That painting was my way of addressing the problem that we have in America with law enforcement targeting people of color. There's been so many crimes against people of color, especially black men who have been shot and killed by police. The central figure in that painting is a man of color. Next to him is a trans woman. The reason they connect—something they share besides being marginalized—is that police have a history of not protecting them. There are a lot of crimes against trans people with no follow up. So the painting is about that. When you make a painting, you can make it about anything. For me it's important that my work talks about things that I think are important to discuss, and it opens that dialogue. When I say “retribution” I mean “justice.”

Gio Black Peter, Bad Cops Make Good Snacks. Image via the artist's website.

In addition to being an artist you also curate. Last year you organized a show called “The Violators” that was related to censorship. What are your thoughts on the relationship between censorship and queer identity?

“The Violators” was a show that gave a stage for artists to show work of theirs that had been censored on social media. Social media is an extension of our society. It's harder on marginalized communities like queer communities if they're censored on social media because maybe they don't have a place to share their stories in mainstream outlets. For myself, I've had 10 Instagram accounts, 15 Facebook accounts, I've been censored during live performances. I used to do music, and all of my music videos had been censored. The work that I've been putting out is a celebration of my identity, which is my queer identity and my sexuality. It seems like even in 2019, we still have a problem with sex, sexuality, and nudity, particularly here in the U.S.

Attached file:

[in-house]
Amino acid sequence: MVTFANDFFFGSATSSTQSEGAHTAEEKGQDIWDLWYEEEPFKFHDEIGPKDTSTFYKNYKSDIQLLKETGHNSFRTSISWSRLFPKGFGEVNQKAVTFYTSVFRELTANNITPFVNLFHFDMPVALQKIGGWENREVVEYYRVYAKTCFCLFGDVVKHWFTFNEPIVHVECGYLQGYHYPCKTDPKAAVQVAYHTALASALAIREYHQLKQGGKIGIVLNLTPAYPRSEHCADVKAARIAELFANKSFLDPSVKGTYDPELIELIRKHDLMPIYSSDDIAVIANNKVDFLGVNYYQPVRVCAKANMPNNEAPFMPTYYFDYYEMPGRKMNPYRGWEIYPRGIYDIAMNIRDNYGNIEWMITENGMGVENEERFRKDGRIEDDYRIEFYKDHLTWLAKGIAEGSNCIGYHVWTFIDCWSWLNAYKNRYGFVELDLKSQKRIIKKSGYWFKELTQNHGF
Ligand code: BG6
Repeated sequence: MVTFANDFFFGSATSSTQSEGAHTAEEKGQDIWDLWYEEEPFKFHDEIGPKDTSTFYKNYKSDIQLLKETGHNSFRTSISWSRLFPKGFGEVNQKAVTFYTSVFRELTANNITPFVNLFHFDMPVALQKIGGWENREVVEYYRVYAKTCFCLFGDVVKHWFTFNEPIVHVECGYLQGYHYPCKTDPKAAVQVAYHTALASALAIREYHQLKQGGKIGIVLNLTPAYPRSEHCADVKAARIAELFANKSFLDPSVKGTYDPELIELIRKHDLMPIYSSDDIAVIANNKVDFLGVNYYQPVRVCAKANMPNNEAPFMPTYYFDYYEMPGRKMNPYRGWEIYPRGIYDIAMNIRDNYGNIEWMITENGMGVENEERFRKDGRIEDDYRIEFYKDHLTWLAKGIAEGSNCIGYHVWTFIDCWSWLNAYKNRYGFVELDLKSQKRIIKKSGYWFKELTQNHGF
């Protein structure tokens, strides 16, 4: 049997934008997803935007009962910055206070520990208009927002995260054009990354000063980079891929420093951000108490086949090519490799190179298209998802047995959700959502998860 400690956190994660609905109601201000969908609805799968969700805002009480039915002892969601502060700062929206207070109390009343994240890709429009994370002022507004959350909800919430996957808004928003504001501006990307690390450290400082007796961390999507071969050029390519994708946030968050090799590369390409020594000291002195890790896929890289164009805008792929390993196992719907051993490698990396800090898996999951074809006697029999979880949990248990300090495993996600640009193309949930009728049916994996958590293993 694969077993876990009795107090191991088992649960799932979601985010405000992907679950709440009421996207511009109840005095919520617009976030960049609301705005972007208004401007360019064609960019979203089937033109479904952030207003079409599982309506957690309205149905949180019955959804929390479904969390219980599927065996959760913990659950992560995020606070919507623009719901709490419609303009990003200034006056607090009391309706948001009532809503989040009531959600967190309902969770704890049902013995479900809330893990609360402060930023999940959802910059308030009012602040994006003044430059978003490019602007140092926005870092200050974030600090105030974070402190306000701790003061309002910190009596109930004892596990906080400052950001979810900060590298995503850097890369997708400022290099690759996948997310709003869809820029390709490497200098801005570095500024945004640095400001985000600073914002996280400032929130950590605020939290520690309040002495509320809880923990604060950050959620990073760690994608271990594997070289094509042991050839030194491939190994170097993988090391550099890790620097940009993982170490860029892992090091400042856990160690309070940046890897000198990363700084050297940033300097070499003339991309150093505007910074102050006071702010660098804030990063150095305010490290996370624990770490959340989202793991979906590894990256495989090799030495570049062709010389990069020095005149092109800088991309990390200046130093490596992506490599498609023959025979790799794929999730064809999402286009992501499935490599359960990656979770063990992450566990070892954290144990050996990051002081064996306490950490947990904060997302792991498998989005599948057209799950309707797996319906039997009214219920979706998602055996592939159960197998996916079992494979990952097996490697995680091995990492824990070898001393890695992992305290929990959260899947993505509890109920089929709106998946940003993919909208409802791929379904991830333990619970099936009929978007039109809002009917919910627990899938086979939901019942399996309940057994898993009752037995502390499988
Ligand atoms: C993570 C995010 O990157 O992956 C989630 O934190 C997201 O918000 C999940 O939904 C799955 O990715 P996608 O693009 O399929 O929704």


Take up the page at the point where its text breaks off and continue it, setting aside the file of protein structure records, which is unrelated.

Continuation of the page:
It was kind of difficult doing research in preparation for this interview because so many of your videos have been taken down.

Yes! I stand by what I do. Whenever someone looks at an artwork they project what they see onto that work. It's the same reason that women's nipples aren't allowed on social media—because they're sexualized, even though women's nipples don't serve for only the gratification of other people in a sexual manner. With my work, it's the same thing. People project what they want to see. First of all, maybe they can't get past sexuality that's alternative to their own sexuality, so it's demonized. Maybe it's because... we'll I know why... it’s because they’re not comfortable with their own sexuality and they can't accept that someone else's sexuality can be out in the open. 

How was that show received? What kind of feedback did you get?

The show was great; I had great feedback. It was anything but obscene. Walking through the gallery, what you saw were images that portrayed people, and people's lifestyles. It was beautiful because we had people from all ages, all genders, all sexualities, from different parts of the world, all displaying and celebrating who they were. Social media likes to believe that's what its purpose is, that's what it does, but what I believe is when you censor certain lifestyles, that's discrimination. And my thing is this: if they want to discriminate against people that they don't agree with, they should be honest about it, they should own it. Instagram, Facebook, and all the other apps should say, ‘We discriminate against all the people we don't approve,’ because that's what they're doing. I have countless friends (artists and non-artists) whose images get deleted. When that happens, the message you receive is, “You've violated our community standards.” That's where the name of the show came from—“The Violators.” My response to that is that we are also a community and we also have a right to exist. 

Do you feel like censorship had anything to do with your move towards painting? Do you feel like the art world gives you more freedom to express yourself? Or do you feel like the art world is equally as intolerant?